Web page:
Crystallisation and Structural Studies on Omega Transaminase Enzymes
Date: 9 March 2012
Thesis or dissertation
University of Exeter
Masters by Research in Biosciences
Omega transaminase enzymes are proving to be of vital importance in the production of chiral amines for drug manufacturing due to their high stereoselectivity and regioselectivity reactions. Omega transaminases also possess another key feature that can make them more desirable than other transaminase enzymes in that they are able to ...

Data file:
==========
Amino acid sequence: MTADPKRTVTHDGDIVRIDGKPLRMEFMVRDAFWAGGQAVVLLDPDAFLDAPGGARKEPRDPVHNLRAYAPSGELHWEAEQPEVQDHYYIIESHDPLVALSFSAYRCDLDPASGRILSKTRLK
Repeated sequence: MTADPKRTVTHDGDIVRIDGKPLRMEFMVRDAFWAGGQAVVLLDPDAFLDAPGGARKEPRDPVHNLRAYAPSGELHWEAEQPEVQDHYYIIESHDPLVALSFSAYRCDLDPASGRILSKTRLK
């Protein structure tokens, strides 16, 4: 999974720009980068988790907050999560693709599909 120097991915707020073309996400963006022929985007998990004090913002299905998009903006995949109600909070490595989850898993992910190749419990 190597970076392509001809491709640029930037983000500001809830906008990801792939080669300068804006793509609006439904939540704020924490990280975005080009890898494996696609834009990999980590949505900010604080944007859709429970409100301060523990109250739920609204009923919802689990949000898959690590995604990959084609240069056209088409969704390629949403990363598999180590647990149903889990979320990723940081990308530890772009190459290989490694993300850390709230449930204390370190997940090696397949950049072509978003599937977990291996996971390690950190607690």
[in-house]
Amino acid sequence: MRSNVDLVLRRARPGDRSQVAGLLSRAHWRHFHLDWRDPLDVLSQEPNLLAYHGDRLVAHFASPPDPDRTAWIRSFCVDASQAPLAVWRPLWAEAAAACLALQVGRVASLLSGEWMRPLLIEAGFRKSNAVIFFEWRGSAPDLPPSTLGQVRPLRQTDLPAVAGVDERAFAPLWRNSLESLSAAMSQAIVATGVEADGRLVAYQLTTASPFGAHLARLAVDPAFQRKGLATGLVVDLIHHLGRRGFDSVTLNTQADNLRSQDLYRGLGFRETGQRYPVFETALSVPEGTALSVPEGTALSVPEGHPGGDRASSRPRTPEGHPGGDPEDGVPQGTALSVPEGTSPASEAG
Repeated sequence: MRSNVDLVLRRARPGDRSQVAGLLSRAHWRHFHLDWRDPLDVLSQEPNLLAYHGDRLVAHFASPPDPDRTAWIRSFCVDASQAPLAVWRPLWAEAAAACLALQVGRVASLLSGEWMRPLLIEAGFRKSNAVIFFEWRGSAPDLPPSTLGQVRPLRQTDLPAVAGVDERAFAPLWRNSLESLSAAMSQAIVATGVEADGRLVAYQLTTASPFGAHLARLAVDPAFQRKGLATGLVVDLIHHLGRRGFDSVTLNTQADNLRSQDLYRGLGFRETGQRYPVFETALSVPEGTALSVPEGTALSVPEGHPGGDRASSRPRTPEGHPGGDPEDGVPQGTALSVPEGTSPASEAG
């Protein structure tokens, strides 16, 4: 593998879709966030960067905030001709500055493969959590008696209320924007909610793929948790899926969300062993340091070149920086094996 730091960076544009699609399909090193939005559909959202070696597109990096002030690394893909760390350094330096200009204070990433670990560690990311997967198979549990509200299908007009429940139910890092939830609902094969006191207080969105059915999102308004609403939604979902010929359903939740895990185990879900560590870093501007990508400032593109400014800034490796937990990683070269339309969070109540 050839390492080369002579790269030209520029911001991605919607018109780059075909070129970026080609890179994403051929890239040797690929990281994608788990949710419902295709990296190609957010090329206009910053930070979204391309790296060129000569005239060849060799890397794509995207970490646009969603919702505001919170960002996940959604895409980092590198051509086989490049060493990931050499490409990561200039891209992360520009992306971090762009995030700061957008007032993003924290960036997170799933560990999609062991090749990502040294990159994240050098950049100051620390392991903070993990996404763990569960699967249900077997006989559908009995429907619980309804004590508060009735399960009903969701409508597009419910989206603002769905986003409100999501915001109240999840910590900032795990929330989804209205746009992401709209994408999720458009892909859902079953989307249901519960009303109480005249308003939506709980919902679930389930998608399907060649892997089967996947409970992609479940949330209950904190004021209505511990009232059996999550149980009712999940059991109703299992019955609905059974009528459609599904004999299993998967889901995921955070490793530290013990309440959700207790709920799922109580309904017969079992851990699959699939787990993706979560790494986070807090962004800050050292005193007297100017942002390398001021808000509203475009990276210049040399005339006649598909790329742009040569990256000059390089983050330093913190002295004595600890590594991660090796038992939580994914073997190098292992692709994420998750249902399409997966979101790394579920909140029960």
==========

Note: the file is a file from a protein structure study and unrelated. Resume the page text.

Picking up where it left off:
Omega transaminase enzymes are proving to be of vital importance in the production of chiral amines for drug manufacturing due to their high stereoselectivity and regioselectivity reactions. Omega transaminases also possess another key feature that can make them more desirable than other transaminase enzymes in that they are able to utilise substrates lacking a carboxyl group. This project has purified several recombinant omega transaminases from the bacteria; Streptomyces avermitilis, Deinococcus geothermalis, Pseudomonas putida and Pseudomonas aeruginosa. Attempts have been made to crystallise the proteins in order to determine their structures. D. geothermalis omega transaminase failed to purify due to lack of binding to Nickel columns despite having a histidine tag. P. putida omega transaminase failed to produce any crystals in the crystal screens available. P. aeruginosa omega transaminase crystals, whose holoenzyme structure has already been solved, were soaked in pyruvate and also produced crystals from co-crystallisation experiments with pyruvate. These crystals however did not show sufficient electron density in the active site to determine if the substrate had bound. They did however diffract to 2.0 Å and 1.8 Å resolution respectively. Co-crystallisation experiments with P. aeruginosa omega transaminase and the inhibitor gabaculine were successful however to date they have failed to produce X-ray diffraction data that could be processed despite diffracting to high resolution. The S. avermitilis omega transaminase produced crystals that were shown to be disordered when they underwent X-ray diffraction. Differential scanning fluorometry was carried out to identify the optimal buffer for protein stability. This identified the current Tris pH 7.5 buffer to lead to a low thermodynamic stability of the protein. Several new buffers including MES at pH 6 were identified as being the most likely candidates for stabilising the protein and producing ordered crystals. Data collected from a Chromobacterium violaceum omega transaminase with a F89 to A89 mutation was successfully processed and refined. The resultant structure showed an increase in flexibility in the substrate carboxyl binding residue, R416, and an increase in space available for substrate binding. HPLC assays showed alpha-methylbenzylamine activity remained. An amino acid oxidase/horseradish peroxidase linked assay showed there to be a small increase in activity towards β-alanine due to this mutation. Further mutations will be necessary to enable this enzyme to utilise β-alanine at a more practical rate of conversion.
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